Winning an unemployment case is a difficult task as it is, even more so when it involves absenteeism or tardiness. Unfortunately, most absentee cases are determined by the final incident. It’s no secret we can’t be present for every final incident to ensure not only the proper steps are taken to follow company policy, but proper documentation is occurring as well. Ultimately, this means front-line managers and supervisors must recognize the importance of this information. Most employers have well-established and comprehensive written attendance policies, and require their employees to sign-off that they have received the handbook or policy.
Despite their best efforts, sometimes even thorough employers fail to make specific distinctions in their policies such as:
• When is a doctor’s note required?
• What is considered excessive absenteeism?
• Who are they to communicate their tardiness or absence to?
• What is an acceptable means of communicating tardiness or an absence (call, text, email)?
• When is an absence considered excused or unexcused?
Problems for employers with absenteeism (and other time related policy issues) generally originate with the manner in which the employer documents day-to-day violations. Employers may have detailed policies spelling out the aforementioned attendance issues – it is the documentation process that often determines a win or loss in the unemployment arena. Management must remember: pure numbers of absences or tardiness may violate your policy and justify a legal discharge but do not guarantee a winning unemployment case, or even a strong unemployment case.
To make your case much stronger, it means more than just logging the dates of absenteeism, tardiness and corrective action. You must document everything for each and every absence or instance of tardiness. Specifically:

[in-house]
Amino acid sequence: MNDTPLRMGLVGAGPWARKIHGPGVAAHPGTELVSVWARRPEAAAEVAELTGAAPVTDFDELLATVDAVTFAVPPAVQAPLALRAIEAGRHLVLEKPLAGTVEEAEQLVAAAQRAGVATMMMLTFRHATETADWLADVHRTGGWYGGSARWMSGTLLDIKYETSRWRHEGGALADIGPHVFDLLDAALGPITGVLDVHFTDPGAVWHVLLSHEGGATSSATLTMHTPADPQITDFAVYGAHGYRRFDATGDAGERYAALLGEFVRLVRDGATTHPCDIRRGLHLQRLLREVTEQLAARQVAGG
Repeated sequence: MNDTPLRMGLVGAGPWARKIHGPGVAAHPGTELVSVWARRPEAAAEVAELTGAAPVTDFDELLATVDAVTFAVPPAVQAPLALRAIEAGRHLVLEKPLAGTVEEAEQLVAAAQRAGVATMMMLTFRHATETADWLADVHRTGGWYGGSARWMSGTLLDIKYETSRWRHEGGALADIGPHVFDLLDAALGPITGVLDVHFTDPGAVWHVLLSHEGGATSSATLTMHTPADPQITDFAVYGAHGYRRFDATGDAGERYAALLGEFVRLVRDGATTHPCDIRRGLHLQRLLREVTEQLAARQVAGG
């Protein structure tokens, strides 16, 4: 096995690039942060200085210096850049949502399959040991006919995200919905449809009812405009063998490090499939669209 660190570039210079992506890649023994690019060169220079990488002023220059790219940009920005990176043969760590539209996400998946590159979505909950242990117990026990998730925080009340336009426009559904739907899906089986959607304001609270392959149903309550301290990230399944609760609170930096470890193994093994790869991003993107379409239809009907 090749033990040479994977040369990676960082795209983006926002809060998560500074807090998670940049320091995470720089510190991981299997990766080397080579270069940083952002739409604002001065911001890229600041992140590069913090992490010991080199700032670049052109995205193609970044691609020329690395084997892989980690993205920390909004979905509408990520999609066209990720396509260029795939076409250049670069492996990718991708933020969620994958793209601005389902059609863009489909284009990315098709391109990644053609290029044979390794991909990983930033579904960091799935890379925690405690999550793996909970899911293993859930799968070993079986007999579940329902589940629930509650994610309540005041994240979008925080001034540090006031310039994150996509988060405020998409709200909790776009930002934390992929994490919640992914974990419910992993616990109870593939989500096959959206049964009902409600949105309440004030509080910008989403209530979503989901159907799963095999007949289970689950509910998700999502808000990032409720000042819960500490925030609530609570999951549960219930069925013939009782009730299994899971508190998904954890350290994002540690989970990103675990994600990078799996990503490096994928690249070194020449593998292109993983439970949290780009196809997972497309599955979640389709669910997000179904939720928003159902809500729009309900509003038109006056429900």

• What exact time did they communicate their absence /tardiness?
• Who called in, the employee themselves or a family member, friend, etc.?
• With whom did they speak or when was the message received?
• Did they leave a voice message?
• Did you save the message, email or text?
• What was the exact reason or excuse given?
• Did they provide a doctor’s note?
• What did the manager/supervisor say in response to the call?
• What was the employee’s start and finish time?
• Did the manager/supervisor make any requests of the employee?
Again, the importance is always placed on a final incident. When pressed for a claimant’s excuse for the final incident, a supervisor may say: “It was always something about their car”. Looking at the claimant’s statement to the unemployment office they may say their car wouldn’t start. The claimant will be found eligible and the employer will lose any protest because we can’t dispute their statement. In a different scenario, if the supervisor documents the final excuse on paper as “my car broke down on the way to work” and the claimant tells the unemployment office “my car wouldn’t start”, you have an inconsistent statement casting doubt on the credibility of the claimant which can turn a very weak case into a likely winner.
Employers have won cases based on the variety of dramatic excuses given by a claimant over time for absenteeism (cat had emergency surgery; fire-truck blocked me in on my street; power failure in area; pipe burst in my apartment; a baseball shattered my windshield). Some excuses can be so outlandish and inconsistent that it paves the way for a much easier disqualification. Whether it’s an outrageous story or a seemingly slight nuance in a statement, solid documentation will always be extremely helpful.
More is Less, and That’s Good
What’s the lesson in all this? Contrary to the old “Less is More” adage, employers that record more detail in the documentation process, will likely result in paying less out in UI benefits for absence and time related separations. See what we did there?
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